It’s time for another post in our series of how I’m preparing my dog Baxter for the birth of our first baby. In today’s post I’m covering how we’re separating Baxter’s and baby’s toys. I’m also touching on resource guarding, as this can be a very challenging scenario for some dogs when it comes to toys.
A reminder that if you have serious behaviour concerns or special needs—resource guarding being a good example—our best advice is to work with a reputable, professional trainer.
I knew I was in trouble the day a friend dropped off a gift for our baby, and I pulled out a stuffed rabbit, held it out to my dog Baxter and said, “Look at the nice bunny for baby.”
Dude sniffed the nice bunny and then took it in his mouth, as he does with all new toys. Dumb move, Mama.
Fortunately, he gave up the bunny without a fuss. Up to now, any stuffed animals that have come into our house have been for Baxter, and they don’t look all that different from baby toys.
But all of a sudden, we have a new batch of stuffed toys. Toys that are off limits for Mr. B.
How to stop your dog from stealing baby toys
Baxter is very laid back and we are unlikely to have an issue with him stealing toys that belong to baby. However, every dog is different.
My strategy is to try to keep toys as separate as possible (easier while baby and her toys are small).
Baby’s toys will live in a few places: the nursery, baskets under the coffee table in the living room or in the corner of our basement family room, on the baby’s play mats or in the play yard.
Baxter’s toys live mostly in a basket under a chair in the family room and have for a long time. He knows where they are and will grab one if he wants to play. Usually we have two or three toys laying on the floor in both the family room and the living room.
I’m trying to remind myself to throw these toys into Baxter’s beds, or at least into the “baby-free zones” we’re establishing around his beds. As the baby grows, I’m hoping to teach her that those are Baxter’s toys and off limits. There will be no dog toys in the baby’s room.
My solution is not foolproof, and I’m sure there will be mix-ups, but we’re fortunate that Baxter is not possessive of his toys.
We’re also fortunate that baby’s other toys like hard plastic rattles or wooden blocks do not appeal to Bax. These types of toys can be dangerous to dogs if swallowed.
Teach your dog to ‘leave it’
For us, “leave it” or “can I have this?” works well if we need to retrieve items from Bax.
Some dogs may be reluctant to give up a toy once they have it in their possession. In those situations, commands that you may find helpful are “drop” or “not yours.” If your dog is at all reluctant to release a toy, condition him to giving up the toy by trading with higher value items, like a treat.
See our posts:
Resource guarding issues: How to stop your dog from guarding toys
Reluctance to drop a toy is usually different from resource guarding, which can be a very serious issue for some dogs, particularly when a child joins the house.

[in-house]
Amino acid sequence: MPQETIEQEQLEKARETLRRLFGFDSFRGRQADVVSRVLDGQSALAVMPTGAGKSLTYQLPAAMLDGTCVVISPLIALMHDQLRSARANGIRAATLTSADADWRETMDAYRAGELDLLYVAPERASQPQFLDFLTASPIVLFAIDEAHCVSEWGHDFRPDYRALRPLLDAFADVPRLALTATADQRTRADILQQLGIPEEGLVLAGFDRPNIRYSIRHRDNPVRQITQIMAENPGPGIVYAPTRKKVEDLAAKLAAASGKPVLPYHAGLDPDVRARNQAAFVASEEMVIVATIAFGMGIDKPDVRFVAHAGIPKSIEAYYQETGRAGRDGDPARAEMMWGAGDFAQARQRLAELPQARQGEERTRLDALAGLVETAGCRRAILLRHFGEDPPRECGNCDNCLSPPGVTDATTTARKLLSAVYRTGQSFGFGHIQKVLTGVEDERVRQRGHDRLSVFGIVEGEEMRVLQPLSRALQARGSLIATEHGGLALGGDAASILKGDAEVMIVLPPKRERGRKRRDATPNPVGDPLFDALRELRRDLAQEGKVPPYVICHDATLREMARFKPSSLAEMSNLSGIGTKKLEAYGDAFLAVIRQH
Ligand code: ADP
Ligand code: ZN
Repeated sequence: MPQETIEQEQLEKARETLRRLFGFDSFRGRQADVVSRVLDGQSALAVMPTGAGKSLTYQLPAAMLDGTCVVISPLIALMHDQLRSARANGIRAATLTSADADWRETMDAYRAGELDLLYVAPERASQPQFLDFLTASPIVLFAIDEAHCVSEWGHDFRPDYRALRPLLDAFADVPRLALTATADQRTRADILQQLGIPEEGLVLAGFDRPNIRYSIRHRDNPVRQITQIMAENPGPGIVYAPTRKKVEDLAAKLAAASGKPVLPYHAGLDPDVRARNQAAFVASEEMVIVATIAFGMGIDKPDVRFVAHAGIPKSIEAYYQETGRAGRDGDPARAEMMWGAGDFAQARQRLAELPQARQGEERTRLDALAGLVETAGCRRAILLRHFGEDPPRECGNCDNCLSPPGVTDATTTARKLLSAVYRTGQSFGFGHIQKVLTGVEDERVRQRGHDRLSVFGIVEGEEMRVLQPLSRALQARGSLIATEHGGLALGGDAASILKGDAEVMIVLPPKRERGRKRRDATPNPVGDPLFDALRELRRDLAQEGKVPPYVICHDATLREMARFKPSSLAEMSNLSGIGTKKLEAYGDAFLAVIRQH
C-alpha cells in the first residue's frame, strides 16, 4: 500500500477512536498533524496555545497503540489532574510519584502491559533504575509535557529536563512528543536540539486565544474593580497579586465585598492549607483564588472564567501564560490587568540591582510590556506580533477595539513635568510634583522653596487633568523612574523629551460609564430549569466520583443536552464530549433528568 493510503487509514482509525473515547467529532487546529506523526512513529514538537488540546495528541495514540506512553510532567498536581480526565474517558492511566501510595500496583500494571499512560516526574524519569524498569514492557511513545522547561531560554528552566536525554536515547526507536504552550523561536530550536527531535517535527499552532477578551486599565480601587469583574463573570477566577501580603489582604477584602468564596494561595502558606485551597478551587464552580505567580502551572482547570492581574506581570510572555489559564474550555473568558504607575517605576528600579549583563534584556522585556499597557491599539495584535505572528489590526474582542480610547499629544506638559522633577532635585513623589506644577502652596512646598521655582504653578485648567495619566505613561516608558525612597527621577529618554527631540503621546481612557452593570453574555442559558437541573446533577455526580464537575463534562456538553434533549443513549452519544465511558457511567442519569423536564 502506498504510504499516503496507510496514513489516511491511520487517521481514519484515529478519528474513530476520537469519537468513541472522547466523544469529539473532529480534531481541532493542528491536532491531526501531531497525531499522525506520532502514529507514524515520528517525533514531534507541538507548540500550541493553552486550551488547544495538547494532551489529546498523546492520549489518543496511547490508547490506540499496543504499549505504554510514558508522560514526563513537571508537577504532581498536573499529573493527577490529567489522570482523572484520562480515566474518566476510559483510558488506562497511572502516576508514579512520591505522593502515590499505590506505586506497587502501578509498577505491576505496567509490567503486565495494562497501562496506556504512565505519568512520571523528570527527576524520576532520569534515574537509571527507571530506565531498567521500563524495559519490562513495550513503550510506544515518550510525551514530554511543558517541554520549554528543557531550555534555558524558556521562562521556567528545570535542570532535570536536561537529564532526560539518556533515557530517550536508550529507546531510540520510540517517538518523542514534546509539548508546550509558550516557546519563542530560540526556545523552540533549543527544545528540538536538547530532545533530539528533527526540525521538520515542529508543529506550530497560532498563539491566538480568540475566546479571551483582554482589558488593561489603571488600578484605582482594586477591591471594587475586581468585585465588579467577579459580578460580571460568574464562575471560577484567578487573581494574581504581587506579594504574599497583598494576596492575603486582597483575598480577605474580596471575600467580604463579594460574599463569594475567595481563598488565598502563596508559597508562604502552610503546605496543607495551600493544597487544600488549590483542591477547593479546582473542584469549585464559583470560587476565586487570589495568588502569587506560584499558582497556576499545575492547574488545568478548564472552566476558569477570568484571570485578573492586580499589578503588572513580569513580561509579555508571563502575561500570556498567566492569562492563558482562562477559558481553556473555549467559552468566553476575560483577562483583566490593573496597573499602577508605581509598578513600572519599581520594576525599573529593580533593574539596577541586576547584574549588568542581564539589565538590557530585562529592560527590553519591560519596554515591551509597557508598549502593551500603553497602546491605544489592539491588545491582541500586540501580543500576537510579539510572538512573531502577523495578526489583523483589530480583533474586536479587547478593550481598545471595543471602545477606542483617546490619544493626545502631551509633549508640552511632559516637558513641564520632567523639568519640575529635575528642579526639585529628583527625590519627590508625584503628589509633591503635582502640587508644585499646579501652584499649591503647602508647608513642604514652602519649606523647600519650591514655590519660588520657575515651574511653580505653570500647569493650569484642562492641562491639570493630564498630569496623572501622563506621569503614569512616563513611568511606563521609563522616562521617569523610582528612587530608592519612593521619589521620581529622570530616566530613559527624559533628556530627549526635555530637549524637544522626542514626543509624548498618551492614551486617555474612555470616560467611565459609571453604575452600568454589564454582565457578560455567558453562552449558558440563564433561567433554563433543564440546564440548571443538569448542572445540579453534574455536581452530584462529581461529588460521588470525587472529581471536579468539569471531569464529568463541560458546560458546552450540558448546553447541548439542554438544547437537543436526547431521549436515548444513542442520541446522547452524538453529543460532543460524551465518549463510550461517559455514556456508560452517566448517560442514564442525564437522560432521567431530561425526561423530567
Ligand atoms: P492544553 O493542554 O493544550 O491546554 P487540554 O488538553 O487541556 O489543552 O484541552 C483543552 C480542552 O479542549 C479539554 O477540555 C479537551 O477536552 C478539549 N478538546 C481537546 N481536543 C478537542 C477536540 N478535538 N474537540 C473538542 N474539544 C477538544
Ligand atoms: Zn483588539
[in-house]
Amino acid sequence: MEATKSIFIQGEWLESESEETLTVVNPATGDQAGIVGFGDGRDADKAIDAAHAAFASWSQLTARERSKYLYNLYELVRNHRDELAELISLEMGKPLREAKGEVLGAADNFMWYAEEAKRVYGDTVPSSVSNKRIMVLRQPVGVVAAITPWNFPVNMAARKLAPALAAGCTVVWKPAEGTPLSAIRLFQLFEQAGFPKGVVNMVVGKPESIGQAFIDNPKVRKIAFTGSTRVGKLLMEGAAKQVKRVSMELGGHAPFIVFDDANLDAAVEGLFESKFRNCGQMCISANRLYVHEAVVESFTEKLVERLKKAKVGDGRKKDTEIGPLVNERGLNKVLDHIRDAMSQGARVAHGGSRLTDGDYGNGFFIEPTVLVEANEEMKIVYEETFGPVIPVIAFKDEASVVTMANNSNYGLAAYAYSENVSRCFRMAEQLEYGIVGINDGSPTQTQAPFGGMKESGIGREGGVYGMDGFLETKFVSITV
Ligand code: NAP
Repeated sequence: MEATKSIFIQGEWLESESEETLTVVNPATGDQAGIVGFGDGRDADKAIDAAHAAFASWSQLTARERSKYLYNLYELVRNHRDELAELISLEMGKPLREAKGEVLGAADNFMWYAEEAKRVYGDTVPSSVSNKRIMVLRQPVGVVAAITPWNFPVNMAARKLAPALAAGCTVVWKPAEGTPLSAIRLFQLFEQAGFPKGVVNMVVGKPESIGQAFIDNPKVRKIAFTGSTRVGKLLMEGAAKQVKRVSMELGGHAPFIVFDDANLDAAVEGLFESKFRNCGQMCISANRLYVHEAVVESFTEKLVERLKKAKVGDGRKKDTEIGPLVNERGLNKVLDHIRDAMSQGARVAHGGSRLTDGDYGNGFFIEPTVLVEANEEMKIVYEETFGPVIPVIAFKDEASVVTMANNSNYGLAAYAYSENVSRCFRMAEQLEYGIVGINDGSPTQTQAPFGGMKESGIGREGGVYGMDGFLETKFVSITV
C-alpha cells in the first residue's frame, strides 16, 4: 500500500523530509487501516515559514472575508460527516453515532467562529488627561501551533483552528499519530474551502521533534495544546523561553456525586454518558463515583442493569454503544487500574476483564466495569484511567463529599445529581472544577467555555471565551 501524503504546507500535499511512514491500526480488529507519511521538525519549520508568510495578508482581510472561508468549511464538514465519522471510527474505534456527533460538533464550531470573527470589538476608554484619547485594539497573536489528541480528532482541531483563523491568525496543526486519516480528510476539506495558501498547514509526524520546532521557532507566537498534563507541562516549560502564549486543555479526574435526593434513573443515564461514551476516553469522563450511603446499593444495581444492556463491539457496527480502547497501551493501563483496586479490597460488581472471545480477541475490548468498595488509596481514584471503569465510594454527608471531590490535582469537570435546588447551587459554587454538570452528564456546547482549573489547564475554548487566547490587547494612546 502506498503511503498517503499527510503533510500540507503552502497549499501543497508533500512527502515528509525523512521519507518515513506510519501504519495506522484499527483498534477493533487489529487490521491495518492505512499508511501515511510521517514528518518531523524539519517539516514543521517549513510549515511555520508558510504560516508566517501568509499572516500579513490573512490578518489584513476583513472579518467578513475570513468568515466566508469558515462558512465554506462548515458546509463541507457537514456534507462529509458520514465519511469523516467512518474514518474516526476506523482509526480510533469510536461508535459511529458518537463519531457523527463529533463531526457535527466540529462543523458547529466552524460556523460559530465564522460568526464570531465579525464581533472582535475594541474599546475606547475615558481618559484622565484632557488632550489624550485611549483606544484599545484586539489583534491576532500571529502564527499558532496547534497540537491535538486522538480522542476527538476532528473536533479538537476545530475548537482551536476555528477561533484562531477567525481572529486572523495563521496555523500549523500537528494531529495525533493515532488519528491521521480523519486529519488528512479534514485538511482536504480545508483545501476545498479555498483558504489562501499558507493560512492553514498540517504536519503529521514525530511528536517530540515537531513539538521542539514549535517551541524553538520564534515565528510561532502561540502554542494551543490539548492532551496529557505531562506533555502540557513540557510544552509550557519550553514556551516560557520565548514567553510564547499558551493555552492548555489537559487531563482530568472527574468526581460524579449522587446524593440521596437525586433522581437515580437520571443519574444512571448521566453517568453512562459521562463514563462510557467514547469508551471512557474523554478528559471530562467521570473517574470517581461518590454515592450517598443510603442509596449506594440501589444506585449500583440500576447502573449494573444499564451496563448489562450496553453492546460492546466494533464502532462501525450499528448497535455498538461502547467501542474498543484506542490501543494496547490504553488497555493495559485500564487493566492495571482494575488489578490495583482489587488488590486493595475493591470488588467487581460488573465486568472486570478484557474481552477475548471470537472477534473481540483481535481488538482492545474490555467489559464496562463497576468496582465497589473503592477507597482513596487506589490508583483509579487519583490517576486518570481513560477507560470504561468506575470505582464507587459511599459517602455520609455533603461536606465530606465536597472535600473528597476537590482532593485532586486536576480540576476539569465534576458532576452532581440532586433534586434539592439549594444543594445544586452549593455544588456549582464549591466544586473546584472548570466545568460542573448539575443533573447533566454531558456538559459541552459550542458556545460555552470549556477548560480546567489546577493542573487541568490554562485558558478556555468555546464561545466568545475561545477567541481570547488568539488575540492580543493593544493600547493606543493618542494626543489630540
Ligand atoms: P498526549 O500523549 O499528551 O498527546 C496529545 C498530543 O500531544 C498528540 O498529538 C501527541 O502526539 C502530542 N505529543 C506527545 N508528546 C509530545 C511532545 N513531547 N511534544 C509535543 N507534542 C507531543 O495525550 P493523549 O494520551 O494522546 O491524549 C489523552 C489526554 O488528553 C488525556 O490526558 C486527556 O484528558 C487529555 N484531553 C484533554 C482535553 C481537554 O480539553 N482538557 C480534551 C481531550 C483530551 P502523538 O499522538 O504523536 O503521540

Resource guarding happens for a number of reasons, but it’s usually rooted in the dog being afraid of losing something he perceives as his (food, toy, bed, even a person).
One of the baby prep books that I read, “Please Don’t Bite the Baby” by Lisa J. Edwards, featured a dog with serious resource guarding issues. For her dog, Pinball, Edwards likened his resource guarding to hoarding in humans, in that it had an anxiety component.
She wrote, “Taking the object away forcibly most often increases the guarding and any aggressive response.” For this family, years of training had given them strategies for dealing with Pinball’s guarding, but it had not solved the issue.
Edwards started with treats and the “drop it” command. Eventually she added other commands until she had a “chain of behaviour” that helped Pinball relax and give up his prize.
She still continued to “pay” Pinball for objects he found particularly valuable or if he was particularly stressed. However, she claimed victory because “in most cases we have changed his emotional state regarding the loss of his resources.”
See our post: How to break a dog’s possessiveness
Resource guarding is serious and can be very dangerous. I recommend working with a professional trainer to address this issue. That way you can develop your own strategies for yourself, your child and your dog.
While a toy management strategy may be excessive for our laid back dog, for me it’s another step on our baby prep journey to ensure everyone respects each other and their things and we keep everyone safe and happy.
I hope we’re also able to help others in the process.
Have you ever dealt with possessiveness or resource guarding with your dog?
What are your tips for keeping baby and dog toys separate?
Let us know in the comments. Thank you!
Julia Thomson is a blogger at Home on 129 Acres where she writes about her adventures of country living and DIY renovating. She writes regularly for That Mutt.